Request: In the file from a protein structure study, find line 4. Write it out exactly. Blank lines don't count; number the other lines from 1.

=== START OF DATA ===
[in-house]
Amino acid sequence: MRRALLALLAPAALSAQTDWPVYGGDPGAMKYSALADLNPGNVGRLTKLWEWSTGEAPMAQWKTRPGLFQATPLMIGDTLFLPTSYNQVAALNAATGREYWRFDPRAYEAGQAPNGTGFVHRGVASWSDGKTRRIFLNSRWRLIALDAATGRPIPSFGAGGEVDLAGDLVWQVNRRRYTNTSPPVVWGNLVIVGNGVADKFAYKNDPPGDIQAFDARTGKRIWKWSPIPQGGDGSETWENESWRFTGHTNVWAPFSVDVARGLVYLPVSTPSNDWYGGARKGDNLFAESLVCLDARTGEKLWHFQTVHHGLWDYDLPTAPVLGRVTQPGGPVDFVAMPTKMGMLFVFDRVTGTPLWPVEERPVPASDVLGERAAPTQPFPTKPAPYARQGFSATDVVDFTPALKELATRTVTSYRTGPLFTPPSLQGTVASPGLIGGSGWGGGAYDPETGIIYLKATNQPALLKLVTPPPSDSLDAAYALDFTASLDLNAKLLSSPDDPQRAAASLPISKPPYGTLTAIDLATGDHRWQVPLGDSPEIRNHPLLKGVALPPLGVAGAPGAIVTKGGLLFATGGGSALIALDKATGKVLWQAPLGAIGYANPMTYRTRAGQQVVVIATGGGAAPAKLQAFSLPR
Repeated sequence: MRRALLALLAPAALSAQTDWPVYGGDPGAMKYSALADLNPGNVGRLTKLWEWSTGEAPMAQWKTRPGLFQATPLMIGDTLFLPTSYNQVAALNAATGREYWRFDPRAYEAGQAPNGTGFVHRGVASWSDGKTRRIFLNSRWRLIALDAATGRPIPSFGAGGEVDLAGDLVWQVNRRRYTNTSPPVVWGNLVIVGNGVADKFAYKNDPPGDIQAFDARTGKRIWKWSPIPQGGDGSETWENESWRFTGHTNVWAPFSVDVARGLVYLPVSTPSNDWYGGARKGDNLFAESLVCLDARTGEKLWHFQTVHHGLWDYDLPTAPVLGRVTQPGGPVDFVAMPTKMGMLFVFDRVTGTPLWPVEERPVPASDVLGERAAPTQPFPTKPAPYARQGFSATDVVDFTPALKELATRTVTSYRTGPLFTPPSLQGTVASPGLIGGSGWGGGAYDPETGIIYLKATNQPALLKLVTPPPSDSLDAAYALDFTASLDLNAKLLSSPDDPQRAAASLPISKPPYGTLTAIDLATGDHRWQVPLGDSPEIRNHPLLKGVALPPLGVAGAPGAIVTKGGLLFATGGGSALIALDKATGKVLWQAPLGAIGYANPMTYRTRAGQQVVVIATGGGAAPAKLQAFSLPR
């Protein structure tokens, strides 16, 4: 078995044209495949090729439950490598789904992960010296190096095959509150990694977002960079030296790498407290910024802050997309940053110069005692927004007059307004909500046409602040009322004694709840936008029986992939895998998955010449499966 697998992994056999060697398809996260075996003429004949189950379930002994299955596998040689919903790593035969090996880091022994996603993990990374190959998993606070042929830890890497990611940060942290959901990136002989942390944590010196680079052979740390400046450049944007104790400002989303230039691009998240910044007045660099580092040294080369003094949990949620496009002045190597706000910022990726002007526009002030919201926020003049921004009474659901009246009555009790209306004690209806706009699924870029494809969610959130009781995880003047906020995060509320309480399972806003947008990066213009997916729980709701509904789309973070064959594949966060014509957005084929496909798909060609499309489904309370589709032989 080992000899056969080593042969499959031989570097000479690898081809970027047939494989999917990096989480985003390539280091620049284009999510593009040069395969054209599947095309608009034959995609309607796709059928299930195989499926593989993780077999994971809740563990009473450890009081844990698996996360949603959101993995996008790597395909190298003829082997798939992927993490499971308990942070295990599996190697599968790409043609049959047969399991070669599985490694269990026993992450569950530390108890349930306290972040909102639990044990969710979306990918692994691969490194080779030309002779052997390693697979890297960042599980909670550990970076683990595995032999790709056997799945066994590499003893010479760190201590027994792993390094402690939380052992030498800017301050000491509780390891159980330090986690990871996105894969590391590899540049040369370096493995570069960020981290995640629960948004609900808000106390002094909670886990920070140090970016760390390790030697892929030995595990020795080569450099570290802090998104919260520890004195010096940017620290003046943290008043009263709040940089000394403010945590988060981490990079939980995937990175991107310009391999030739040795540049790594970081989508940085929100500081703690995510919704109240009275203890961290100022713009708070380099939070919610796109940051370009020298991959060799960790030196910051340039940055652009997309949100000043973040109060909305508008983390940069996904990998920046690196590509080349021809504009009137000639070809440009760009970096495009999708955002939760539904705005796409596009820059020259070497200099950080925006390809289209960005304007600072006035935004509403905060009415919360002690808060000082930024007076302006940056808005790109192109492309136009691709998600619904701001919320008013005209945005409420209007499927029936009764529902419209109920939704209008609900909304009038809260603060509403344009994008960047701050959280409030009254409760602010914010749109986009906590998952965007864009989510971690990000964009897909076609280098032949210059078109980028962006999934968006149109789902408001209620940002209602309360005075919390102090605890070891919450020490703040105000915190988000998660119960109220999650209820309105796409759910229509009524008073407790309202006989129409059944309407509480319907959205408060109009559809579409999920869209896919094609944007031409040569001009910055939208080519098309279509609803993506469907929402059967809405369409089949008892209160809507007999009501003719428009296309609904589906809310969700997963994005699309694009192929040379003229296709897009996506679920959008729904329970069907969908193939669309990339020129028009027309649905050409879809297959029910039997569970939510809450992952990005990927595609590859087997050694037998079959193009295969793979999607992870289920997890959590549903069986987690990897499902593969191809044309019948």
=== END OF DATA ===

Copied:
């Protein structure tokens, strides 16, 4: 078995044209495949090729439950490598789904992960010296190096095959509150990694977002960079030296790498407290910024802050997309940053110069005692927004007059307004909500046409602040009322004694709840936008029986992939895998998955010449499966 697998992994056999060697398809996260075996003429004949189950379930002994299955596998040689919903790593035969090996880091022994996603993990990374190959998993606070042929830890890497990611940060942290959901990136002989942390944590010196680079052979740390400046450049944007104790400002989303230039691009998240910044007045660099580092040294080369003094949990949620496009002045190597706000910022990726002007526009002030919201926020003049921004009474659901009246009555009790209306004690209806706009699924870029494809969610959130009781995880003047906020995060509320309480399972806003947008990066213009997916729980709701509904789309973070064959594949966060014509957005084929496909798909060609499309489904309370589709032989 080992000899056969080593042969499959031989570097000479690898081809970027047939494989999917990096989480985003390539280091620049284009999510593009040069395969054209599947095309608009034959995609309607796709059928299930195989499926593989993780077999994971809740563990009473450890009081844990698996996360949603959101993995996008790597395909190298003829082997798939992927993490499971308990942070295990599996190697599968790409043609049959047969399991070669599985490694269990026993992450569950530390108890349930306290972040909102639990044990969710979306990918692994691969490194080779030309002779052997390693697979890297960042599980909670550990970076683990595995032999790709056997799945066994590499003893010479760190201590027994792993390094402690939380052992030498800017301050000491509780390891159980330090986690990871996105894969590391590899540049040369370096493995570069960020981290995640629960948004609900808000106390002094909670886990920070140090970016760390390790030697892929030995595990020795080569450099570290802090998104919260520890004195010096940017620290003046943290008043009263709040940089000394403010945590988060981490990079939980995937990175991107310009391999030739040795540049790594970081989508940085929100500081703690995510919704109240009275203890961290100022713009708070380099939070919610796109940051370009020298991959060799960790030196910051340039940055652009997309949100000043973040109060909305508008983390940069996904990998920046690196590509080349021809504009009137000639070809440009760009970096495009999708955002939760539904705005796409596009820059020259070497200099950080925006390809289209960005304007600072006035935004509403905060009415919360002690808060000082930024007076302006940056808005790109192109492309136009691709998600619904701001919320008013005209945005409420209007499927029936009764529902419209109920939704209008609900909304009038809260603060509403344009994008960047701050959280409030009254409760602010914010749109986009906590998952965007864009989510971690990000964009897909076609280098032949210059078109980028962006999934968006149109789902408001209620940002209602309360005075919390102090605890070891919450020490703040105000915190988000998660119960109220999650209820309105796409759910229509009524008073407790309202006989129409059944309407509480319907959205408060109009559809579409999920869209896919094609944007031409040569001009910055939208080519098309279509609803993506469907929402059967809405369409089949008892209160809507007999009501003719428009296309609904589906809310969700997963994005699309694009192929040379003229296709897009996506679920959008729904329970069907969908193939669309990339020129028009027309649905050409879809297959029910039997569970939510809450992952990005990927595609590859087997050694037998079959193009295969793979999607992870289920997890959590549903069986987690990897499902593969191809044309019948």